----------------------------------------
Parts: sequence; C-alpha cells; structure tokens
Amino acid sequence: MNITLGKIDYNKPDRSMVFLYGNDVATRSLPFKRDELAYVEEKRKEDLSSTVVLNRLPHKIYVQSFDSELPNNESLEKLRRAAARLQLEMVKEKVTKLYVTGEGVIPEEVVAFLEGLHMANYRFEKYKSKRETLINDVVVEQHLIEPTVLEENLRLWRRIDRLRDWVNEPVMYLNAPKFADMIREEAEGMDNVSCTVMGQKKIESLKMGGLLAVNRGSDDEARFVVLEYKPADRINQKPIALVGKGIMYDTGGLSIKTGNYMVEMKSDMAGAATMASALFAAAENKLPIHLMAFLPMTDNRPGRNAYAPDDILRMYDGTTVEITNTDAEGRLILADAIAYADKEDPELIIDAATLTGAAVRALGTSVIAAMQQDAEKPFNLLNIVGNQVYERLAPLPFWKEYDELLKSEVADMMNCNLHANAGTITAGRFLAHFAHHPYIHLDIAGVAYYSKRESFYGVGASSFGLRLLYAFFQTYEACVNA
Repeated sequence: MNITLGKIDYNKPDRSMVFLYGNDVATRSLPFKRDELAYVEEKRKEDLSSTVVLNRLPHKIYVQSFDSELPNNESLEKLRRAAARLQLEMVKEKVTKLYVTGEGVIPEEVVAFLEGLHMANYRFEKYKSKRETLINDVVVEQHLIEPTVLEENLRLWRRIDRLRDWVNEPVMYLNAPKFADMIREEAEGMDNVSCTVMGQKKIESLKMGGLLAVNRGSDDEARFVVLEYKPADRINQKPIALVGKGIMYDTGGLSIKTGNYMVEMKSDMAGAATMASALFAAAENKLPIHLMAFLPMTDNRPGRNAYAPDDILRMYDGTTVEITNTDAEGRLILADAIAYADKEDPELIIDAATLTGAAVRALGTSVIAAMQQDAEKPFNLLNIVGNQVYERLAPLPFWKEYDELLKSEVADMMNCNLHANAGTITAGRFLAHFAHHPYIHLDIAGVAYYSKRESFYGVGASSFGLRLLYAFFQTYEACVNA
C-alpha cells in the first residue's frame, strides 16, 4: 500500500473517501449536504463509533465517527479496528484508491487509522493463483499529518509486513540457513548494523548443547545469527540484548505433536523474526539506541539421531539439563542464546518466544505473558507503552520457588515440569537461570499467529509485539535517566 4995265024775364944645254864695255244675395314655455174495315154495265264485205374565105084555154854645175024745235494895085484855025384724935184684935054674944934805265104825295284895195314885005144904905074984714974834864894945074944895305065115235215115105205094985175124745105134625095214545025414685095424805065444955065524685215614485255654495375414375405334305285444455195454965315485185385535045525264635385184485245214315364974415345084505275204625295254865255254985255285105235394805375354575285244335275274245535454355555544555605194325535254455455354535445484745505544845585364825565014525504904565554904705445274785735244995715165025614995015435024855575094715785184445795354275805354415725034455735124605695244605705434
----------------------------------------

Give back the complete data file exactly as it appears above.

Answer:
Parts: sequence; C-alpha cells; structure tokens
Amino acid sequence: MNITLGKIDYNKPDRSMVFLYGNDVATRSLPFKRDELAYVEEKRKEDLSSTVVLNRLPHKIYVQSFDSELPNNESLEKLRRAAARLQLEMVKEKVTKLYVTGEGVIPEEVVAFLEGLHMANYRFEKYKSKRETLINDVVVEQHLIEPTVLEENLRLWRRIDRLRDWVNEPVMYLNAPKFADMIREEAEGMDNVSCTVMGQKKIESLKMGGLLAVNRGSDDEARFVVLEYKPADRINQKPIALVGKGIMYDTGGLSIKTGNYMVEMKSDMAGAATMASALFAAAENKLPIHLMAFLPMTDNRPGRNAYAPDDILRMYDGTTVEITNTDAEGRLILADAIAYADKEDPELIIDAATLTGAAVRALGTSVIAAMQQDAEKPFNLLNIVGNQVYERLAPLPFWKEYDELLKSEVADMMNCNLHANAGTITAGRFLAHFAHHPYIHLDIAGVAYYSKRESFYGVGASSFGLRLLYAFFQTYEACVNA
Repeated sequence: MNITLGKIDYNKPDRSMVFLYGNDVATRSLPFKRDELAYVEEKRKEDLSSTVVLNRLPHKIYVQSFDSELPNNESLEKLRRAAARLQLEMVKEKVTKLYVTGEGVIPEEVVAFLEGLHMANYRFEKYKSKRETLINDVVVEQHLIEPTVLEENLRLWRRIDRLRDWVNEPVMYLNAPKFADMIREEAEGMDNVSCTVMGQKKIESLKMGGLLAVNRGSDDEARFVVLEYKPADRINQKPIALVGKGIMYDTGGLSIKTGNYMVEMKSDMAGAATMASALFAAAENKLPIHLMAFLPMTDNRPGRNAYAPDDILRMYDGTTVEITNTDAEGRLILADAIAYADKEDPELIIDAATLTGAAVRALGTSVIAAMQQDAEKPFNLLNIVGNQVYERLAPLPFWKEYDELLKSEVADMMNCNLHANAGTITAGRFLAHFAHHPYIHLDIAGVAYYSKRESFYGVGASSFGLRLLYAFFQTYEACVNA
C-alpha cells in the first residue's frame, strides 16, 4: 500500500473517501449536504463509533465517527479496528484508491487509522493463483499529518509486513540457513548494523548443547545469527540484548505433536523474526539506541539421531539439563542464546518466544505473558507503552520457588515440569537461570499467529509485539535517566 4995265024775364944645254864695255244675395314655455174495315154495265264485205374565105084555154854645175024745235494895085484855025384724935184684935054674944934805265104825295284895195314885005144904905074984714974834864894945074944895305065115235215115105205094985175124745105134625095214545025414685095424805065444955065524685215614485255654495375414375405334305285444455195454965315485185385535045525264635385184485245214315364974415345084505275204625295254865255254985255285105235394805375354575285244335275274245535454355555544555605194325535254455455354535445484745505544845585364825565014525504904565554904705445274785735244995715165025614995015435024855575094715785184445795354275805354415725034455735124605695244605705434